Radio is stable and more powerful than infrared. The fact that it uses radio waves makes it easier to use because it allows more range of motion, around 300-nearly 500 feet maximum without big furniture or walls in the way.
Radio waves are electromagnetic and range from 30 Hz-300 GHz. They are energy waves that cause oscillations of magnetic and electric fields. They travel at the speed of light in a vacuum, and in air are slower because of other molecules, though still extremely quick. Most headphones that use radio frequency (RF) are 900 MHz-3.2 GHz, and Bluetooth ones are 2.400-2.4835 GHz.
Stereo audio signals require a multiplexer in the transmitter to combine the left and right channels into one. The receiver has a demultiplexer to split them into left and right again. Because radio has longer wavelengths than other electromagnetic waves, they can travel farther and go through objects. RF can be read by a high number of receivers tuned into the correct frequency. While this does mean that RF headphone signals can be intercepted, it’s unlikely due to the low-power, ultra-high frequency radio waves (UHF) used.
How Wireless Bluetooth Headphones Work
While Bluetooth headphones do use radio waves, they’re usually talked about separately because not all RF headphones are Bluetooth.
Bluetooth transmission uses a chip, or codec embedded in each device that can connect with 2.4 Ghz frequency UHF waves. The codec is actually a software program that compresses data, before decompressing it once it’s received by the user. The headphone acts as a transducer to convert signals to audio output, and the radio frequency is sent via the air. As long as both devices have the same codec, the connection will work. Since Bluetooth-enabled devices all have the same codec, they’re able to be used widely. Bluetooth is generally digital rather than analog, and uses pulse-shift keying (PSK) modulation (vs. FM, which is used by analog receivers).
Bluetooth headphones have 3 steps to connect to a device. First, the device searches for nearby connections. Next, you choose your headphones or other device to connect and tell it to pair. The last step is the connection. Bluetooth connections are very secure and won’t be intercepted by a third device because they use weak signals. They are also easier to set up and use than infrared.
Wondering where Bluetooth got its name and logo? It’s a nod to a Danish King, Harald “Bluetooth” Gormsson, who ruled Denmark and Norway from around 958-986 BC, and united the tribes of Denmark into one unified kingdom. So, it was thought that Bluetooth devices united in a similar way. The logo was made from an ancient rune of the king’s initials.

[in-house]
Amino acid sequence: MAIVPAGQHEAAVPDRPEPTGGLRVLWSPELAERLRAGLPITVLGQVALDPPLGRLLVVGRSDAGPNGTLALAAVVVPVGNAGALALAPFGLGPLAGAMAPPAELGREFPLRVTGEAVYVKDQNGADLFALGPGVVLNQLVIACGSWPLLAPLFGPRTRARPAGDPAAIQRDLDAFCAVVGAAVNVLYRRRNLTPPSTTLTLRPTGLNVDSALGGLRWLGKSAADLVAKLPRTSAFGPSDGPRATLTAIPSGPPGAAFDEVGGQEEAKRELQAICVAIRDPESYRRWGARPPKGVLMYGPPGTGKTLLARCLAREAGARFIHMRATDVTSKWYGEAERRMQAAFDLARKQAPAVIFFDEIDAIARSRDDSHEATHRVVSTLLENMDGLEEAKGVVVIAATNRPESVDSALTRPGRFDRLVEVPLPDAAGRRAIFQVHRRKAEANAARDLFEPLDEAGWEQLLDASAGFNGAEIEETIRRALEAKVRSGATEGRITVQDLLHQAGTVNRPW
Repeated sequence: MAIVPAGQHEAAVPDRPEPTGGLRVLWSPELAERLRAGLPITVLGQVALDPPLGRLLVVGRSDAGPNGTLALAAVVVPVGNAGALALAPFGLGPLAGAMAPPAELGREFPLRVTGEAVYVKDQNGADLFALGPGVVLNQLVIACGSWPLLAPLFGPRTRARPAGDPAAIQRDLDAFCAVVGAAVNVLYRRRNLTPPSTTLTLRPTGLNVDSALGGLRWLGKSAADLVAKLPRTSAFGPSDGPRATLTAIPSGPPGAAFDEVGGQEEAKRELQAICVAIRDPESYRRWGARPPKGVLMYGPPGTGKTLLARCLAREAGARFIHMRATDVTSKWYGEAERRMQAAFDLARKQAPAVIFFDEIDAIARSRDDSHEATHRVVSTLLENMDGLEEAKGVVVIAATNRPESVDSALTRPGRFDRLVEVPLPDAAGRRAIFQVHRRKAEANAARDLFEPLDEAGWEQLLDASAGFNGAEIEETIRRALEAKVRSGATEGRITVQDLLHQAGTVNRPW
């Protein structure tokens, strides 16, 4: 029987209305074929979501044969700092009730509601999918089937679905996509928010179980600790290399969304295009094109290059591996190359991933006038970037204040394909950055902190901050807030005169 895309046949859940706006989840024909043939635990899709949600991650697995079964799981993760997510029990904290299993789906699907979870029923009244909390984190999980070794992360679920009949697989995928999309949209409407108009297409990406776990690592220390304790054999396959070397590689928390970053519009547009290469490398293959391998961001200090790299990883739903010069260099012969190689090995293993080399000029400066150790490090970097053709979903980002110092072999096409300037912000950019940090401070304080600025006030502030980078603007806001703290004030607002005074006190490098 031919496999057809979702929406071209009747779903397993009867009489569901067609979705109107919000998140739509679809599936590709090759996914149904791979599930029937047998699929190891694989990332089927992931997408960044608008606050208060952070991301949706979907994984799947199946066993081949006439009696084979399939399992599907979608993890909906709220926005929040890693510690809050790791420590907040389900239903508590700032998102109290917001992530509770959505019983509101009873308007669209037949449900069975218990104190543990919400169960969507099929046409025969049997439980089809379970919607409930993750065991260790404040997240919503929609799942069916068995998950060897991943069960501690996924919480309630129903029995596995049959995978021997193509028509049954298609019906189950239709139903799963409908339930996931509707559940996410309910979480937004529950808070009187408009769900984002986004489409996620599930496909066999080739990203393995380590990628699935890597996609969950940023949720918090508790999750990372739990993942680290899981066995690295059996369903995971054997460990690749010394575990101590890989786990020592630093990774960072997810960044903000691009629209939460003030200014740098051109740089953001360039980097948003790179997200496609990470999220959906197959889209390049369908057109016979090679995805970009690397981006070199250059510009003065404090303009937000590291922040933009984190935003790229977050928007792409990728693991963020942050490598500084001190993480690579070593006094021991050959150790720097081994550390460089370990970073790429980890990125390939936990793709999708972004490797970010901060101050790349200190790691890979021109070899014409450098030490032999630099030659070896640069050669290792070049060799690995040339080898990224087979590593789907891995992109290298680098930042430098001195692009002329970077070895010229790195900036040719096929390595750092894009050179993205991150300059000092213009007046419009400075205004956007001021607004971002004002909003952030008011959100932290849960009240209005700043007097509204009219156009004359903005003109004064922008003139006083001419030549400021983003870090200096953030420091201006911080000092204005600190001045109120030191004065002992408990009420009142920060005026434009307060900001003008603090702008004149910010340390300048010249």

Range of Wireless Headphones
Most headphones have a 30-foot range. Most wireless headphones will lose their connection if you go over. However, there are more expensive headphones that can reach farther, and newer Bluetooth headphones have more range; Bluetooth 5.0 has up to 800 feet. All Bluetooth devices’ range can be disturbed by obstacles like walls, furniture and other electromagnetic fields from other devices (like microwaves, for instance).
Considerations before Buying Wireless Headphones
When buying wireless or custom wireless headphones, it’s important to know what features you value, because it may not be in your budget to pay hundreds of dollars for the ultimate pair. Here are the key things to think about before purchasing:
- Audio quality: The codec used by the headphones makes a difference, as well as the amount of latency, or the time it takes for the sound to process to the headphones. Bluetooth 5.0 will have better sound quality, and you may need to pay a bit more if you want better sound.
- Noise cancellation is an added feature of some headphones, and usually adds to the cost, so that’s another point to consider.
- Battery life: Battery life can last 3-8 hours on average, depending on the headphones. Know how often you’ll be able to charge yours or if you’ll have a backup on hand.
- Signal reach: Bluetooth 5.0 models will have longer signal reach. Think about what you’re using wireless headphones with, and how far you want to be able to travel from your device(s) while listening.
- Be sure to note that the lower Bluetooth version of the two devices (headphones and phone, for instance) will take precedence.
- Design and size: Choose from over-the-ear, behind-the-neck, on-ear, or in-ear design. It just depends on preference and ergonomics.
When buying wireless headphones, there are a lot of options. Between the type of wireless tech, design, battery life and more, the price of these headphones has an extremely wide range. We hope this article helps you learn about how wireless headphones work and can help you discover your headphone preferences!